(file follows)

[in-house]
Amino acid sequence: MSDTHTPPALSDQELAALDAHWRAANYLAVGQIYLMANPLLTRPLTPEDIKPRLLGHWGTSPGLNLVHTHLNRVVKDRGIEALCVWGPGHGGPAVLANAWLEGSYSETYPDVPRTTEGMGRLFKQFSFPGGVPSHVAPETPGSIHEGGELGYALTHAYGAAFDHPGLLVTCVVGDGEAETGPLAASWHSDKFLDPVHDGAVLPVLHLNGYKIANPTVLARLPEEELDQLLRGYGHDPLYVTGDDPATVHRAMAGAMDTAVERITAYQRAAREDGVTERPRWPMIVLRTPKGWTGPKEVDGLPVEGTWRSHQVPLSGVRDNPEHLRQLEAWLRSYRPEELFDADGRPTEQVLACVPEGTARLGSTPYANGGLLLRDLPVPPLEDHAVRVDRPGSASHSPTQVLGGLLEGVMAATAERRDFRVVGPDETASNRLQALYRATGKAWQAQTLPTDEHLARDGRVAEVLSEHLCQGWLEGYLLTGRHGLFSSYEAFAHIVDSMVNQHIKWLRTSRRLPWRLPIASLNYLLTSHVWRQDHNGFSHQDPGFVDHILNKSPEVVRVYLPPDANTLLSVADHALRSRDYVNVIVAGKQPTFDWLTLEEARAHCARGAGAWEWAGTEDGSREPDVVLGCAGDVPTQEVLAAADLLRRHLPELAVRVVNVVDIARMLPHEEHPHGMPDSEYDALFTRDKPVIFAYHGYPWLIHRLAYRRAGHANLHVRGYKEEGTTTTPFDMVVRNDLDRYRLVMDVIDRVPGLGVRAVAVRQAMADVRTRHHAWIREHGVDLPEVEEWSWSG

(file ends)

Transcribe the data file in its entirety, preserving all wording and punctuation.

[in-house]
Amino acid sequence: MSDTHTPPALSDQELAALDAHWRAANYLAVGQIYLMANPLLTRPLTPEDIKPRLLGHWGTSPGLNLVHTHLNRVVKDRGIEALCVWGPGHGGPAVLANAWLEGSYSETYPDVPRTTEGMGRLFKQFSFPGGVPSHVAPETPGSIHEGGELGYALTHAYGAAFDHPGLLVTCVVGDGEAETGPLAASWHSDKFLDPVHDGAVLPVLHLNGYKIANPTVLARLPEEELDQLLRGYGHDPLYVTGDDPATVHRAMAGAMDTAVERITAYQRAAREDGVTERPRWPMIVLRTPKGWTGPKEVDGLPVEGTWRSHQVPLSGVRDNPEHLRQLEAWLRSYRPEELFDADGRPTEQVLACVPEGTARLGSTPYANGGLLLRDLPVPPLEDHAVRVDRPGSASHSPTQVLGGLLEGVMAATAERRDFRVVGPDETASNRLQALYRATGKAWQAQTLPTDEHLARDGRVAEVLSEHLCQGWLEGYLLTGRHGLFSSYEAFAHIVDSMVNQHIKWLRTSRRLPWRLPIASLNYLLTSHVWRQDHNGFSHQDPGFVDHILNKSPEVVRVYLPPDANTLLSVADHALRSRDYVNVIVAGKQPTFDWLTLEEARAHCARGAGAWEWAGTEDGSREPDVVLGCAGDVPTQEVLAAADLLRRHLPELAVRVVNVVDIARMLPHEEHPHGMPDSEYDALFTRDKPVIFAYHGYPWLIHRLAYRRAGHANLHVRGYKEEGTTTTPFDMVVRNDLDRYRLVMDVIDRVPGLGVRAVAVRQAMADVRTRHHAWIREHGVDLPEVEEWSWSG